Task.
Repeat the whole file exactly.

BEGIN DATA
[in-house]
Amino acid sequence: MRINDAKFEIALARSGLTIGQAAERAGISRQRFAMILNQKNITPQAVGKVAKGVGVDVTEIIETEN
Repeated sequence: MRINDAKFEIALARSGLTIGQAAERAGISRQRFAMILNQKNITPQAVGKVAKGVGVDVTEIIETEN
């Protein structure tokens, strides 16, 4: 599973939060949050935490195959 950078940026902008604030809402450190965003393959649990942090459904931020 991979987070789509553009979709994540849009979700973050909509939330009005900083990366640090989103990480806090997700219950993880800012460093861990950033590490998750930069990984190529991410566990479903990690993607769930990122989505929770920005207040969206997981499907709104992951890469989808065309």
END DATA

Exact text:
[in-house]
Amino acid sequence: MRINDAKFEIALARSGLTIGQAAERAGISRQRFAMILNQKNITPQAVGKVAKGVGVDVTEIIETEN
Repeated sequence: MRINDAKFEIALARSGLTIGQAAERAGISRQRFAMILNQKNITPQAVGKVAKGVGVDVTEIIETEN
């Protein structure tokens, strides 16, 4: 599973939060949050935490195959 950078940026902008604030809402450190965003393959649990942090459904931020 991979987070789509553009979709994540849009979700973050909509939330009005900083990366640090989103990480806090997700219950993880800012460093861990950033590490998750930069990984190529991410566990479903990690993607769930990122989505929770920005207040969206997981499907709104992951890469989808065309």